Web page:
With regards to sealed booster boxes: obviously the baseline for the price of a booster box is the EV of the opened cards; however, boosters are more expensive than that, so there is also obviously a “sealed premium”. Has anyone done any analysis into the sealed premiums for different old sets, above and beyond the EVs of those sets? What I’d be very curious about is whether sets with a good draft reputation, like Ravnica and Rise of the Eldrazi, have a high sealed premium, or whether they just have the same premium everything else has and it’s all based on EV. This would indicate who’s BUYING old booster boxes: casual players? Drafters with nostalgia? Surely not people just looking for competitive singles.

  5. Wouldn’t DKA be the buy for investing in booster boxes in the current Standard? It was a short set that was only drafted as one of three packs (ISD-ISD-DKA) when it was the main limited format. The big three or five cards that in that set are starting to see play in Modern, and being a short set you’re going to get the same number of those money cards by opening fewer packs.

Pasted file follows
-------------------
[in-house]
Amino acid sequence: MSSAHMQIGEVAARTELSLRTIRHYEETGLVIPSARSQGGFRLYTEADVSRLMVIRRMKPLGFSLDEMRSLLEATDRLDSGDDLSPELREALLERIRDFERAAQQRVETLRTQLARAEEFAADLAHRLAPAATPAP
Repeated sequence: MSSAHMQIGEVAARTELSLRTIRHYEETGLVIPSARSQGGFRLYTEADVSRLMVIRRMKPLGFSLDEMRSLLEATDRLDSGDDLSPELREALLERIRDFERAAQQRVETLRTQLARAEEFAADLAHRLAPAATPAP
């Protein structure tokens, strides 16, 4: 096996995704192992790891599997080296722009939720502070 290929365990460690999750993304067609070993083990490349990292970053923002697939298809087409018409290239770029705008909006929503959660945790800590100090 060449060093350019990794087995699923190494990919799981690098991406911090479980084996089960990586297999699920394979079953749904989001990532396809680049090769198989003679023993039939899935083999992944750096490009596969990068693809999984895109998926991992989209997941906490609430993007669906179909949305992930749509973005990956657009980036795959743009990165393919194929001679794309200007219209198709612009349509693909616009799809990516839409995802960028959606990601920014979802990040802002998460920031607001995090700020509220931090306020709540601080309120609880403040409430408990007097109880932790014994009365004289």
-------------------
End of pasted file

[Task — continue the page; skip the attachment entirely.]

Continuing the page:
To tag on to that… I don’t dispute that AVR is a good buy. Lots of big cards in there, too, that are starting to see more Modern/Legacy play, along with a handful of legendary angels that the casuals love.

    1. I’m afraid of DKA boxes, primarily because I don’t think there are many eternal cards in the set that are worth pursuing. You’re absolutely right that the set was opened little (just look at Worldwake) but I have little desire in opening packs of this set from an EV standpoint. Huntmaster is the all-star. But Sorin is in a Duel Deck as is Lingering Souls, and Falkenrath Aristocrat is mostly a Standard card so far. So I don’t know what Eternal cards will support DKA moving forward.

      It could end out paying huge, and I couldn’t fault you for buying these. I just feel like AVR is a safer bet because the set has already broken through to Legacy and Modern in a meaningful way. Plus, I may be a tiny bit biased because I’m an Angel collector. 🙂